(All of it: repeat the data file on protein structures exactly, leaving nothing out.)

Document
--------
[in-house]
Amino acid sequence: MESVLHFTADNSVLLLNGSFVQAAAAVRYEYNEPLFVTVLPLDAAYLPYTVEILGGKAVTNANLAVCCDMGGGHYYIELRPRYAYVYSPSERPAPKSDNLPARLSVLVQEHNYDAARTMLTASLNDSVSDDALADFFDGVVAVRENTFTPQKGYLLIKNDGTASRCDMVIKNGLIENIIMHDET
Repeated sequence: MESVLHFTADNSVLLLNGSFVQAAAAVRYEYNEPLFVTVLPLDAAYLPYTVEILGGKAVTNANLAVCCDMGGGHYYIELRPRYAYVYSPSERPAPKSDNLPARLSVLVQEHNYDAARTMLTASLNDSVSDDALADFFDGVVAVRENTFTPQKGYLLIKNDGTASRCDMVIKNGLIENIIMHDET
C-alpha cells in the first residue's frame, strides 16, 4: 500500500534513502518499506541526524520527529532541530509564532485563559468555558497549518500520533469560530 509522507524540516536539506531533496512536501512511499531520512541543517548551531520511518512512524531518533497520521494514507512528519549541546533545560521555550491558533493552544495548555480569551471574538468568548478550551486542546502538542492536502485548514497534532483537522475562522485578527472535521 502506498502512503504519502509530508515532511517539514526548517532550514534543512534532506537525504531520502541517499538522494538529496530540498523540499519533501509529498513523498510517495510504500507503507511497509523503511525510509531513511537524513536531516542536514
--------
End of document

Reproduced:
[in-house]
Amino acid sequence: MESVLHFTADNSVLLLNGSFVQAAAAVRYEYNEPLFVTVLPLDAAYLPYTVEILGGKAVTNANLAVCCDMGGGHYYIELRPRYAYVYSPSERPAPKSDNLPARLSVLVQEHNYDAARTMLTASLNDSVSDDALADFFDGVVAVRENTFTPQKGYLLIKNDGTASRCDMVIKNGLIENIIMHDET
Repeated sequence: MESVLHFTADNSVLLLNGSFVQAAAAVRYEYNEPLFVTVLPLDAAYLPYTVEILGGKAVTNANLAVCCDMGGGHYYIELRPRYAYVYSPSERPAPKSDNLPARLSVLVQEHNYDAARTMLTASLNDSVSDDALADFFDGVVAVRENTFTPQKGYLLIKNDGTASRCDMVIKNGLIENIIMHDET
C-alpha cells in the first residue's frame, strides 16, 4: 500500500534513502518499506541526524520527529532541530509564532485563559468555558497549518500520533469560530 509522507524540516536539506531533496512536501512511499531520512541543517548551531520511518512512524531518533497520521494514507512528519549541546533545560521555550491558533493552544495548555480569551471574538468568548478550551486542546502538542492536502485548514497534532483537522475562522485578527472535521 502506498502512503504519502509530508515532511517539514526548517532550514534543512534532506537525504531520502541517499538522494538529496530540498523540499519533501509529498513523498510517495510504500507503507511497509523503511525510509531513511537524513536531516542536514